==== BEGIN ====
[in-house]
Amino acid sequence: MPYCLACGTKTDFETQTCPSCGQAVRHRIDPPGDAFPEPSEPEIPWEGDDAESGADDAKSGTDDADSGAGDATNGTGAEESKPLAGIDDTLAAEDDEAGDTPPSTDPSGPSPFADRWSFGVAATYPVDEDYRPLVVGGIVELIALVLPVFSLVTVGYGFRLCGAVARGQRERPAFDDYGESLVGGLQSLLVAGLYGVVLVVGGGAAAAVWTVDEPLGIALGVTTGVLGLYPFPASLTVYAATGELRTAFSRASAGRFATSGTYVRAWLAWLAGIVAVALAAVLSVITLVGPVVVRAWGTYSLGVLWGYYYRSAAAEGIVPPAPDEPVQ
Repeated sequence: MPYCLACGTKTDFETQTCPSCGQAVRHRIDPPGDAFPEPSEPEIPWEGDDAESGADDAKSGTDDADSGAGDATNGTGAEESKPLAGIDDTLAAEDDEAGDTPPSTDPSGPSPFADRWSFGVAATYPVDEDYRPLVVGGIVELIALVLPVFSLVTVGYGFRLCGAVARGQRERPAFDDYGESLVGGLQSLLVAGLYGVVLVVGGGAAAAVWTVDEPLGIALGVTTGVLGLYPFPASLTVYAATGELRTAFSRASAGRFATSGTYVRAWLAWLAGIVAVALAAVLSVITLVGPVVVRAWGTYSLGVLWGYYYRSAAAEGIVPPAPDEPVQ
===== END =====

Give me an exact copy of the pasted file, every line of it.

[in-house]
Amino acid sequence: MPYCLACGTKTDFETQTCPSCGQAVRHRIDPPGDAFPEPSEPEIPWEGDDAESGADDAKSGTDDADSGAGDATNGTGAEESKPLAGIDDTLAAEDDEAGDTPPSTDPSGPSPFADRWSFGVAATYPVDEDYRPLVVGGIVELIALVLPVFSLVTVGYGFRLCGAVARGQRERPAFDDYGESLVGGLQSLLVAGLYGVVLVVGGGAAAAVWTVDEPLGIALGVTTGVLGLYPFPASLTVYAATGELRTAFSRASAGRFATSGTYVRAWLAWLAGIVAVALAAVLSVITLVGPVVVRAWGTYSLGVLWGYYYRSAAAEGIVPPAPDEPVQ
Repeated sequence: MPYCLACGTKTDFETQTCPSCGQAVRHRIDPPGDAFPEPSEPEIPWEGDDAESGADDAKSGTDDADSGAGDATNGTGAEESKPLAGIDDTLAAEDDEAGDTPPSTDPSGPSPFADRWSFGVAATYPVDEDYRPLVVGGIVELIALVLPVFSLVTVGYGFRLCGAVARGQRERPAFDDYGESLVGGLQSLLVAGLYGVVLVVGGGAAAAVWTVDEPLGIALGVTTGVLGLYPFPASLTVYAATGELRTAFSRASAGRFATSGTYVRAWLAWLAGIVAVALAAVLSVITLVGPVVVRAWGTYSLGVLWGYYYRSAAAEGIVPPAPDEPVQ